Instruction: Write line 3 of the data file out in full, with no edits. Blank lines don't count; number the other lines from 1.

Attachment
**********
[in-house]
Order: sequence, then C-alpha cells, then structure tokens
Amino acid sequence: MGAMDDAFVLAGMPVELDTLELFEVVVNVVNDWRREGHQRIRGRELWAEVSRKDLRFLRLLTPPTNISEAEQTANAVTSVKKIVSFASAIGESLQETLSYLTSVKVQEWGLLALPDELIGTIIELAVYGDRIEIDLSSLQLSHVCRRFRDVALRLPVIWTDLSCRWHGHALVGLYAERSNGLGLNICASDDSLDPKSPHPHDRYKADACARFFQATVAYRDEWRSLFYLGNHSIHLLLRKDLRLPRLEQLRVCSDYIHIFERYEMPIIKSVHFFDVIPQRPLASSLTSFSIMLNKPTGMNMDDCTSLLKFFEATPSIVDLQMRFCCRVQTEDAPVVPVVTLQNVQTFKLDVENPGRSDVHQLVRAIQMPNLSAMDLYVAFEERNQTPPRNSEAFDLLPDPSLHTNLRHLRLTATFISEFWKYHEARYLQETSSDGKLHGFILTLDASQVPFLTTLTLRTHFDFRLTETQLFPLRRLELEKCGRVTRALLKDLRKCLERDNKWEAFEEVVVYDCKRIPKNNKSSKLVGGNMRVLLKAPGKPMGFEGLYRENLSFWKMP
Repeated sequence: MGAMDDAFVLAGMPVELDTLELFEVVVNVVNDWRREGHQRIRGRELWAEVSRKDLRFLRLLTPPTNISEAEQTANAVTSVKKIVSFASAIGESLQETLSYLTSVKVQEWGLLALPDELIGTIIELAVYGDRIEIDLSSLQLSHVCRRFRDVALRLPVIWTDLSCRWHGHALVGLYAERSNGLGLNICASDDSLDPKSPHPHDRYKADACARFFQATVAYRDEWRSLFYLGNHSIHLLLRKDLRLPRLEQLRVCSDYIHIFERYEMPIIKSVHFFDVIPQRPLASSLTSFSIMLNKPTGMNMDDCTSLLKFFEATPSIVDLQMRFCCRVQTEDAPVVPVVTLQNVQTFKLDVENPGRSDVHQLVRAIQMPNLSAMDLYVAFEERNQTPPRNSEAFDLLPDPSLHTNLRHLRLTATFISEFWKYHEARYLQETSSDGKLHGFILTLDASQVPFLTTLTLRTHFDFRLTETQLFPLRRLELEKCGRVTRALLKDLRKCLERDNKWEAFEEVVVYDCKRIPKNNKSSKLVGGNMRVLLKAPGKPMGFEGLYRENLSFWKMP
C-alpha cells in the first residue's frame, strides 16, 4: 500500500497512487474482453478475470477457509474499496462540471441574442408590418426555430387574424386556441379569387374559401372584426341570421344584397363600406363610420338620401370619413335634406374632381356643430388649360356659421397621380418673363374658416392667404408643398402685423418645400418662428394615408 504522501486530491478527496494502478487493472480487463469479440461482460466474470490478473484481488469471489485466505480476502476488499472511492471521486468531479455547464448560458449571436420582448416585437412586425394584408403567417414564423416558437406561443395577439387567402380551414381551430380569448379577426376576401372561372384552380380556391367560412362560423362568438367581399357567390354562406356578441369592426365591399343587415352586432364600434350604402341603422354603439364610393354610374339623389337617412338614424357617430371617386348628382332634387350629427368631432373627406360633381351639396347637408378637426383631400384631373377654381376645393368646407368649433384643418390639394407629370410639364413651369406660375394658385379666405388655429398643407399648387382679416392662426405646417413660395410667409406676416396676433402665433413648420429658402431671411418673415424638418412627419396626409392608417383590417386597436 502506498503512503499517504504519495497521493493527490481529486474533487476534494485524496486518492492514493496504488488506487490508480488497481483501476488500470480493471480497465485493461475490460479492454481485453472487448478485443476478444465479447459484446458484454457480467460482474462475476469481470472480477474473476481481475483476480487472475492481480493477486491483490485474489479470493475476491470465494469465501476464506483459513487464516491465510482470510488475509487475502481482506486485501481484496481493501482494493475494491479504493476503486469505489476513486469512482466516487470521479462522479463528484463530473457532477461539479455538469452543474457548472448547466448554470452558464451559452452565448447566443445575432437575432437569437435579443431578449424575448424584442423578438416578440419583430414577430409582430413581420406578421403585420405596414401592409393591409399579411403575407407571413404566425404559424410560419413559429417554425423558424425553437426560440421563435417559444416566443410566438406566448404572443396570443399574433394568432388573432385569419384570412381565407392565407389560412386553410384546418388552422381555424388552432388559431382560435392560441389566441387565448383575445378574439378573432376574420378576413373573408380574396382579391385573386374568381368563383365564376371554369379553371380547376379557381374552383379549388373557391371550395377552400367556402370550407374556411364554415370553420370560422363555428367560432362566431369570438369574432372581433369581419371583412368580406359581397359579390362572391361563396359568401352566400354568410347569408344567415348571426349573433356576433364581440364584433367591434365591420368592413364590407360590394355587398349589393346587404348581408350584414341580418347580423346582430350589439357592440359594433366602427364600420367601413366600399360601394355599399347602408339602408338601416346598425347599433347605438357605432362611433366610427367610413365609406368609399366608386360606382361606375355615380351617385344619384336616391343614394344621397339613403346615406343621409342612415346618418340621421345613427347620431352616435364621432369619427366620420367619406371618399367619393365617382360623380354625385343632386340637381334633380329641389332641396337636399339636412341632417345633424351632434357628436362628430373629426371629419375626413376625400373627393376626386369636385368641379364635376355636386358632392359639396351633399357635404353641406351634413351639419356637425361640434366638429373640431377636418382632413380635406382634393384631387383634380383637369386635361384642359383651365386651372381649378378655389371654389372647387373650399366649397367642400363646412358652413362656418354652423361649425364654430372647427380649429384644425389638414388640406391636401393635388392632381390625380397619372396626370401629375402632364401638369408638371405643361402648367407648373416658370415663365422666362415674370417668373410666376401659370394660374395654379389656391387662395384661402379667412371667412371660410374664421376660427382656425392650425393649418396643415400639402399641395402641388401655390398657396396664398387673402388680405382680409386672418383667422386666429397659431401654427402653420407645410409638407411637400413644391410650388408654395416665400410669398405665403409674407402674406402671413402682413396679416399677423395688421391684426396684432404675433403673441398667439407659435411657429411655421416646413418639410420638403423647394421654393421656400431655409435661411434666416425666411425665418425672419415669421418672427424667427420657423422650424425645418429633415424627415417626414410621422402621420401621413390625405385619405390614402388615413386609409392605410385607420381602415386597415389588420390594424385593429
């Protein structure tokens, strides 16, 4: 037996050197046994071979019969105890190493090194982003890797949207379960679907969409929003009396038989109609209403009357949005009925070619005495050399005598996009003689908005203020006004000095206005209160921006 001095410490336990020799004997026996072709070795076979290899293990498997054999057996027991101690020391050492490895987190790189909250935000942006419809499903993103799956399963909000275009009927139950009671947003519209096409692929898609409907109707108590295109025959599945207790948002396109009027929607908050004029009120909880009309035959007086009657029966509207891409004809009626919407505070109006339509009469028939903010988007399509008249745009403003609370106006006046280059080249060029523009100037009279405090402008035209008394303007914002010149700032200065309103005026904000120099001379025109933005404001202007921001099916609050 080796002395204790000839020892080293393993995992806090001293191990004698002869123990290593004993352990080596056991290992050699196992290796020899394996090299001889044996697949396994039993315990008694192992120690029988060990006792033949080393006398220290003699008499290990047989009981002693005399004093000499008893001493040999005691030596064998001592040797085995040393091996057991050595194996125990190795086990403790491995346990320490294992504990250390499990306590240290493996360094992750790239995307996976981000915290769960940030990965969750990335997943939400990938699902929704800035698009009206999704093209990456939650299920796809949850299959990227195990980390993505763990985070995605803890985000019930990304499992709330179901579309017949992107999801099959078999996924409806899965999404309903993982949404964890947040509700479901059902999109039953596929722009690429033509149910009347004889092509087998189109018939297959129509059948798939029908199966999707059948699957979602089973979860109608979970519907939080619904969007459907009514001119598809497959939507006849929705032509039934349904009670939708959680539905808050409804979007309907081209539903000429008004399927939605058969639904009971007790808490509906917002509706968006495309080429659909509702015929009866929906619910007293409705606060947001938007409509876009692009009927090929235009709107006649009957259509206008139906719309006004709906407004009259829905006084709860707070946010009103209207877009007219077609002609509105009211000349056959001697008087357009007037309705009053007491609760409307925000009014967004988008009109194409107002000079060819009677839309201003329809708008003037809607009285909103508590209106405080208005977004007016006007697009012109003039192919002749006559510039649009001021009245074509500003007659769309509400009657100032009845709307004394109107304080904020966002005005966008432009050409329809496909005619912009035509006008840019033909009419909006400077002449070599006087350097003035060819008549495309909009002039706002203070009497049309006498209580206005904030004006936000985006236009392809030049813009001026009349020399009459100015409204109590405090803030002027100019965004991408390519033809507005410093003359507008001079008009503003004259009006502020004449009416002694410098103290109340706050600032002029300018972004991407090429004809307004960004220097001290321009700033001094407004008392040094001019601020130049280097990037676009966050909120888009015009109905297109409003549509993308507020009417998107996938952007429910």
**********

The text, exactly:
Amino acid sequence: MGAMDDAFVLAGMPVELDTLELFEVVVNVVNDWRREGHQRIRGRELWAEVSRKDLRFLRLLTPPTNISEAEQTANAVTSVKKIVSFASAIGESLQETLSYLTSVKVQEWGLLALPDELIGTIIELAVYGDRIEIDLSSLQLSHVCRRFRDVALRLPVIWTDLSCRWHGHALVGLYAERSNGLGLNICASDDSLDPKSPHPHDRYKADACARFFQATVAYRDEWRSLFYLGNHSIHLLLRKDLRLPRLEQLRVCSDYIHIFERYEMPIIKSVHFFDVIPQRPLASSLTSFSIMLNKPTGMNMDDCTSLLKFFEATPSIVDLQMRFCCRVQTEDAPVVPVVTLQNVQTFKLDVENPGRSDVHQLVRAIQMPNLSAMDLYVAFEERNQTPPRNSEAFDLLPDPSLHTNLRHLRLTATFISEFWKYHEARYLQETSSDGKLHGFILTLDASQVPFLTTLTLRTHFDFRLTETQLFPLRRLELEKCGRVTRALLKDLRKCLERDNKWEAFEEVVVYDCKRIPKNNKSSKLVGGNMRVLLKAPGKPMGFEGLYRENLSFWKMP